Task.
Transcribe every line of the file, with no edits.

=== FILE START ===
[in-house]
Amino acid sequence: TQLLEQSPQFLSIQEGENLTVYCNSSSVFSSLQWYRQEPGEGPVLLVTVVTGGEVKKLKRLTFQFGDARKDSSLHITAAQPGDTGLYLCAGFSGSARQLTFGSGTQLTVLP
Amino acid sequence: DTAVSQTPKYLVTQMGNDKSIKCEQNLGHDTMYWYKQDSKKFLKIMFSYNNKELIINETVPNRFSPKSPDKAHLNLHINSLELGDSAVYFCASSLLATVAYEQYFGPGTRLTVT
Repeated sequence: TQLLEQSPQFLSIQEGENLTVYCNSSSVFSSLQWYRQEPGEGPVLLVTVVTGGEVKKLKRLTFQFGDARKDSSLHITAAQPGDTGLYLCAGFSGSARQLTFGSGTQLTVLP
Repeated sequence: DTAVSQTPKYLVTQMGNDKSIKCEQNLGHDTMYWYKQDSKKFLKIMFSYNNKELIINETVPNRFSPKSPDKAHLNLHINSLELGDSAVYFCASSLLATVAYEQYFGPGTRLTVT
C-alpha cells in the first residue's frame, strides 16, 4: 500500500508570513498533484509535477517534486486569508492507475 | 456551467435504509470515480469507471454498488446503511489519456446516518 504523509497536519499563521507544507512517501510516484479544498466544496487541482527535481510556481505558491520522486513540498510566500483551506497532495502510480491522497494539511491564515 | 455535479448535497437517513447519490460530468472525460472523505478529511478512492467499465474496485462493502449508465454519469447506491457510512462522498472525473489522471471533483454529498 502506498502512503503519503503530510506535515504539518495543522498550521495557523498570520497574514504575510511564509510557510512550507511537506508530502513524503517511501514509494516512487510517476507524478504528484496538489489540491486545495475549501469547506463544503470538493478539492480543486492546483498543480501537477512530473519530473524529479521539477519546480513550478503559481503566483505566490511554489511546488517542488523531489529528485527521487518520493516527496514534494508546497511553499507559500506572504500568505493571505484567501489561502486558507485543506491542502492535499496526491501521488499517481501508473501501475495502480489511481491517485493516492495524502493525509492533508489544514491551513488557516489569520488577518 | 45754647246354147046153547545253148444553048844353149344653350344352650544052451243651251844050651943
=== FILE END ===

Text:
[in-house]
Amino acid sequence: TQLLEQSPQFLSIQEGENLTVYCNSSSVFSSLQWYRQEPGEGPVLLVTVVTGGEVKKLKRLTFQFGDARKDSSLHITAAQPGDTGLYLCAGFSGSARQLTFGSGTQLTVLP
Amino acid sequence: DTAVSQTPKYLVTQMGNDKSIKCEQNLGHDTMYWYKQDSKKFLKIMFSYNNKELIINETVPNRFSPKSPDKAHLNLHINSLELGDSAVYFCASSLLATVAYEQYFGPGTRLTVT
Repeated sequence: TQLLEQSPQFLSIQEGENLTVYCNSSSVFSSLQWYRQEPGEGPVLLVTVVTGGEVKKLKRLTFQFGDARKDSSLHITAAQPGDTGLYLCAGFSGSARQLTFGSGTQLTVLP
Repeated sequence: DTAVSQTPKYLVTQMGNDKSIKCEQNLGHDTMYWYKQDSKKFLKIMFSYNNKELIINETVPNRFSPKSPDKAHLNLHINSLELGDSAVYFCASSLLATVAYEQYFGPGTRLTVT
C-alpha cells in the first residue's frame, strides 16, 4: 500500500508570513498533484509535477517534486486569508492507475 | 456551467435504509470515480469507471454498488446503511489519456446516518 504523509497536519499563521507544507512517501510516484479544498466544496487541482527535481510556481505558491520522486513540498510566500483551506497532495502510480491522497494539511491564515 | 455535479448535497437517513447519490460530468472525460472523505478529511478512492467499465474496485462493502449508465454519469447506491457510512462522498472525473489522471471533483454529498 502506498502512503503519503503530510506535515504539518495543522498550521495557523498570520497574514504575510511564509510557510512550507511537506508530502513524503517511501514509494516512487510517476507524478504528484496538489489540491486545495475549501469547506463544503470538493478539492480543486492546483498543480501537477512530473519530473524529479521539477519546480513550478503559481503566483505566490511554489511546488517542488523531489529528485527521487518520493516527496514534494508546497511553499507559500506572504500568505493571505484567501489561502486558507485543506491542502492535499496526491501521488499517481501508473501501475495502480489511481491517485493516492495524502493525509492533508489544514491551513488557516489569520488577518 | 45754647246354147046153547545253148444553048844353149344653350344352650544052451243651251844050651943